Solving Problem: Prove 3^{2n+2} - 8n -9 Divisible by 64

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In summary, the conversation discusses how to prove that the expression 3^{2n+2} - 8n -9 is divisible by 64 for any positive integer n. The use of induction is suggested, and the binomial expansion of 9^n is considered. It is noted that proving one expression is divisible by 64 will also mean the other expression is divisible by 64. Finally, it is clarified that the expressions are not equal, but proving one is divisible by 64 will also prove the other to be divisible by 64.
  • #1
recon
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Can someone point me in the right direction of solving the following problem:

Prove that for any postive integer n, the value of the expression [tex]3^{2n+2} - 8n -9[/tex] is divisible by 64.
 
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  • #2
I find when you're asked to prove that every member of some subset of the natural numbers has some property, induction usually works.
 
  • #3
9^{n+1}-8n-9

or equivalently

9^n-8n-1

what is the binomial expansion of 9^n when considering 9=8+1?
 
  • #4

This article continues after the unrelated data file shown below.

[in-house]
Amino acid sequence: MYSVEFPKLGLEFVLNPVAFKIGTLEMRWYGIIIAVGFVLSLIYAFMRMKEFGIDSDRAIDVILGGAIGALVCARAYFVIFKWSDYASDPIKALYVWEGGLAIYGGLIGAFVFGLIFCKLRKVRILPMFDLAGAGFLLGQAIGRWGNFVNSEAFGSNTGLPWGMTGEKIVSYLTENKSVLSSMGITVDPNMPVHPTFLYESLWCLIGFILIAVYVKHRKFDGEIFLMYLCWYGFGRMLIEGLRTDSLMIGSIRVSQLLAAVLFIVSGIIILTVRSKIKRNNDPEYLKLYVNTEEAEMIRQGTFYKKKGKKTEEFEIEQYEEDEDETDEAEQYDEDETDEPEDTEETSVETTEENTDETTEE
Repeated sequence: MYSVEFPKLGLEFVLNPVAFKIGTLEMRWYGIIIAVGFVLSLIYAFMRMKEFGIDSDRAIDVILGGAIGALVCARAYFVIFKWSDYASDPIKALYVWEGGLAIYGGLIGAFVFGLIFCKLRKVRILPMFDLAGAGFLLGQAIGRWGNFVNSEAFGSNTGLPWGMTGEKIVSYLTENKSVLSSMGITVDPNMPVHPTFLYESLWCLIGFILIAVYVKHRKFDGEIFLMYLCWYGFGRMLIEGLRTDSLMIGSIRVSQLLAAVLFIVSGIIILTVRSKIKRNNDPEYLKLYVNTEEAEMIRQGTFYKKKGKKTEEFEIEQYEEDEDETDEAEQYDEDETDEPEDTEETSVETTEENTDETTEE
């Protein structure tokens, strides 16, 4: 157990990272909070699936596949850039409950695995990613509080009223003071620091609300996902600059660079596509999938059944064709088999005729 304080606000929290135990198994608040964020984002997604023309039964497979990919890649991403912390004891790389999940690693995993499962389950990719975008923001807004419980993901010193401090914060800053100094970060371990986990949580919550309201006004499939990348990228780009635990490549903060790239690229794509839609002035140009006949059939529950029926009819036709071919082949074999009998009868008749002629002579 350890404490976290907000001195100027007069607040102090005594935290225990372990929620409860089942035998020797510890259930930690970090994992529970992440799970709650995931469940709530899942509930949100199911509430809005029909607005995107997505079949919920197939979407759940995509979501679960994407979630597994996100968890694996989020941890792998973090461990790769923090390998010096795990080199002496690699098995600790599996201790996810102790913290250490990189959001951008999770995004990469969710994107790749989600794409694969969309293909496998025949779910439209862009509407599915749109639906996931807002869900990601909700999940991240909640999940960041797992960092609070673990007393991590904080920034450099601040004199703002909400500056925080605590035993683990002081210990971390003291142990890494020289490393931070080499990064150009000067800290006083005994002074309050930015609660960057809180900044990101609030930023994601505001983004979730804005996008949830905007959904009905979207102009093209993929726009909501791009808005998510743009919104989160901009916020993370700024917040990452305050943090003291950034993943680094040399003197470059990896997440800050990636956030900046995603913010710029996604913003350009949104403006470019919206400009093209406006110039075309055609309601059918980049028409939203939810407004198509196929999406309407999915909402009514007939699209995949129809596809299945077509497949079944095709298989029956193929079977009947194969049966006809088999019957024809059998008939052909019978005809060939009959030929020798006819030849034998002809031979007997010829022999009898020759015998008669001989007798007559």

Maybe I'm having a blonde moment, but doesn't [itex]a^{n + 1} - a = a(a^{n} - 1)[/itex], making [itex]9^{n + 1} - 9 - 8n = 9(9^{n} - 1) - 8n[/itex]?
 
  • #5
ah, perhaps i ought to have been clearer: i wasn't say the epxressions are equal, but that if you prove one is divisible by 64 for all n, the other will be divislbe by 64 for all n (give or take a case when n=0). I let m=n+1 in the first, then relabelled n=m.
 
  • #6
I get it now. Thank you.
 

Related to Solving Problem: Prove 3^{2n+2} - 8n -9 Divisible by 64

1. How do I approach solving this problem?

The best approach to solving this problem is by using mathematical induction. This involves proving the statement for a base case, typically n=0, and then using the assumption that it holds for n=k to prove it holds for n=k+1.

2. What is the base case for this problem?

The base case for this problem is when n=0. When n=0, the statement becomes 3^{2(0)+2} - 8(0) - 9 = 3^2 - 9 = 0 which is divisible by 64.

3. How do I prove that the statement holds for n=k+1?

To prove that the statement holds for n=k+1, you need to show that if the statement holds for n=k, then it also holds for n=k+1. This can be done by substituting n=k+1 into the original statement and using the assumption that it holds for n=k to simplify the expression.

4. How do I show that the statement is true for all positive integers?

To show that the statement is true for all positive integers, you need to prove it for the base case (n=0) and then show that if it holds for n=k, it also holds for n=k+1. This will prove that the statement holds for all positive integers through mathematical induction.

5. Can this problem be solved using other methods?

Yes, there are other methods that can be used to solve this problem such as using the rules of divisibility or using modular arithmetic. However, using mathematical induction is the most efficient and reliable method for solving this type of problem.

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